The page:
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We need your help to protect the voting rights of young people and marginalised communities

Democracy is the right to vote. And measures that – without good reason – remove or inhibit the right to vote are its enemy.

And this is what the new rules, requiring prescribed types of photo ID before you can vote, do. For no good reason, and at enormous public expense, they disenfranchise people – deprive people of their democratic rights.

And they must be challenged – before the next general election.

Good Law Project has obtained legal advice from a legal team led by a specialist King’s Counsel. That advice identifies that there is a sensible legal challenge to be brought to those rules. The precise prospects of success will depend on evidence that is still emerging. But the importance of the right to vote is such that measures that inhibit it cannot go unchallenged.

The Election Act 2022 provides a list of valid government-accepted photo IDs. This list has forms of ID targeted at the older generation, such as a 60+ Oyster Card. However, almost none are for young people, not even the Young Persons Railcard. The consequence will be to inhibit the right to vote for young people. Needless to say, it is young people who are least likely to vote for the Government. The measures will also have discriminatory effects on other people who the evidence shows are less likely to have photo ID.


We will monitor the effects and impacts of these discriminatory provisions at the upcoming local elections. And then we will bring litigation to test the lawfulness of them.

Come the next General Election, no one should have their right to vote impeded.

10% of the funds raised will be a contribution to the general running costs of Good Law Project. It is our policy only to raise sums that we reasonably anticipate could be spent on the work we are crowdfunding for. However, if there is a surplus it will go to develop and support further work we do to fight for a better fairer future for all.

Crowdfunder Updates

  • 20/05/2024

    High Court refuses permission to challenge Voter ID rules

    We are sorry to tell you the High Court has refused permission to bring our challenge to the Voter ID rules.

    After we issued our claim, the government offered evidence – evidence it had not provided before – about how it assessed which forms of identification to include, which made our claim exceptionally difficult. That evidence ought to have been provided earlier and we will be asking the court to revise its decision on costs.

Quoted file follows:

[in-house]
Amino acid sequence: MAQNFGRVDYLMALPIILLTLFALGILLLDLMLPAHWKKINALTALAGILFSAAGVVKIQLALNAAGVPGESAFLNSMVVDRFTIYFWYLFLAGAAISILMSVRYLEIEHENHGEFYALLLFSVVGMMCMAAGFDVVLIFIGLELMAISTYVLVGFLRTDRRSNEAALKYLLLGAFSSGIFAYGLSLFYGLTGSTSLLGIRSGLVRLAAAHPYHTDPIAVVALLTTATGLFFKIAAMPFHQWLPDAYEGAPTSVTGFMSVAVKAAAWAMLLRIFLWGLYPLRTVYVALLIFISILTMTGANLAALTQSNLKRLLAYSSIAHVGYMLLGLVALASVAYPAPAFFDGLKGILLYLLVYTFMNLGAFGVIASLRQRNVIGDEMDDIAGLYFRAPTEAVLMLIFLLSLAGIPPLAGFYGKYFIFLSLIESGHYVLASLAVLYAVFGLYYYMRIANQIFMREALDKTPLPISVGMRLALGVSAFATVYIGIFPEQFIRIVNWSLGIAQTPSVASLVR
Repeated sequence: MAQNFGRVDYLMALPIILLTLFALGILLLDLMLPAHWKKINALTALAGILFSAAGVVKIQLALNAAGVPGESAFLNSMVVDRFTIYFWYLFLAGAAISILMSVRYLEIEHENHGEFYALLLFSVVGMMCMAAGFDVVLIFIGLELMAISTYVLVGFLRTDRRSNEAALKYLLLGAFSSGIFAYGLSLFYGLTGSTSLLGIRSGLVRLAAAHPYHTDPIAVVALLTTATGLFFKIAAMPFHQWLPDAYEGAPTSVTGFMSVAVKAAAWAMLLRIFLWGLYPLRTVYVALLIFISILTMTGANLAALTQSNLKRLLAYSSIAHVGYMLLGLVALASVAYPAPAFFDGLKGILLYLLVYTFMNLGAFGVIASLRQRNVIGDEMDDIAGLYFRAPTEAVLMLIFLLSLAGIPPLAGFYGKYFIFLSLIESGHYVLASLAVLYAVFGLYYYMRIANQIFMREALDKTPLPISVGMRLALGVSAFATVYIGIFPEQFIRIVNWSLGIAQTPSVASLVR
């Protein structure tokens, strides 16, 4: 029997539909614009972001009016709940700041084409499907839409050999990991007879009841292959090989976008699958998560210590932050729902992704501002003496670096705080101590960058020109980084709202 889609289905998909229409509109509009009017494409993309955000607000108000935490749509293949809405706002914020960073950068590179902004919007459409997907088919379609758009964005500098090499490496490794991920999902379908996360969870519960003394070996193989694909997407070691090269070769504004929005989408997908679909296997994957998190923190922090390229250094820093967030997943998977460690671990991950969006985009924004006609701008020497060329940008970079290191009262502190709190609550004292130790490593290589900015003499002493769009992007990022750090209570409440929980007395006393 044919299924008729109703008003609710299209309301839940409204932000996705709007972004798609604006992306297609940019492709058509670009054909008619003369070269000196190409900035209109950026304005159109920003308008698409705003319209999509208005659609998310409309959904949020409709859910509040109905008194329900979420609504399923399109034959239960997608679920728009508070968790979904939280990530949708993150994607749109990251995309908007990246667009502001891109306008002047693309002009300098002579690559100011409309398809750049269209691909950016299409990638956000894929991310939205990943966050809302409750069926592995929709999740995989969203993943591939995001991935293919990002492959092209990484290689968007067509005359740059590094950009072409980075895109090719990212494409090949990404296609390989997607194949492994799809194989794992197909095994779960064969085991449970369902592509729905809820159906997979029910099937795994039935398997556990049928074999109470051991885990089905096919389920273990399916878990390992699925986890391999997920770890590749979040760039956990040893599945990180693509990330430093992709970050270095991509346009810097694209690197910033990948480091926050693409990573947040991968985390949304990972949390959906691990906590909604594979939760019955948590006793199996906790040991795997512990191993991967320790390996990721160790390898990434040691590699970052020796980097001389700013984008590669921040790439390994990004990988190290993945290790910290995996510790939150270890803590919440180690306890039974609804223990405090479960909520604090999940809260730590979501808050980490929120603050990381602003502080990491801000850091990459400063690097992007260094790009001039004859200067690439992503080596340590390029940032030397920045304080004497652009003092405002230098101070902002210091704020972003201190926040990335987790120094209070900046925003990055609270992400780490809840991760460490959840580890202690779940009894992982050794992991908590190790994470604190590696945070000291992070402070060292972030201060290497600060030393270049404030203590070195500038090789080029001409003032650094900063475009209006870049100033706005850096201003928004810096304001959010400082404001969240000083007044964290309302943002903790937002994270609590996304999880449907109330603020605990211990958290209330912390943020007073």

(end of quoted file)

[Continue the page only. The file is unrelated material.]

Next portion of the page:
We remain determined to pursue all legal avenues to protect the right to vote – a right which the former minister Jacob Rees-Mogg said the government tried to restrict for its electoral advantage.

    Read a more detailed update here.

  • 01/03/2024

    We've filed a claim with the court for judicial review

    The Government has responded to the initial legal letter we submitted. You can read their response here. We believe they have failed to adequately explain how they took into account the impact of their voter ID requirements on disadvantaged groups, or properly looked into possible additional forms of ID that could be used. As a result, Alice, the claimant in the case, has filed a claim with the court to seek permission for a judicial review.

  • 09/02/2024

    We've launched first stage of a legal challenge

    We have sent a pre-action letter to the Government regarding the potential unlawfulness of its response to the Electoral Commission’s report on the impact of voter ID requirements at the May 2023 local elections. We are supporting claimant Alice, whose disabilities present a direct barrier to her ability to provide the required voter ID.


This crowdfunder is now closed.

Thanks to the amazing support of Good Law Project supporters, we raised £60,138.94.

Disappointingly, the High Court refused permission to bring our challenge to the Voter ID rules.

You can read a detailed update here.

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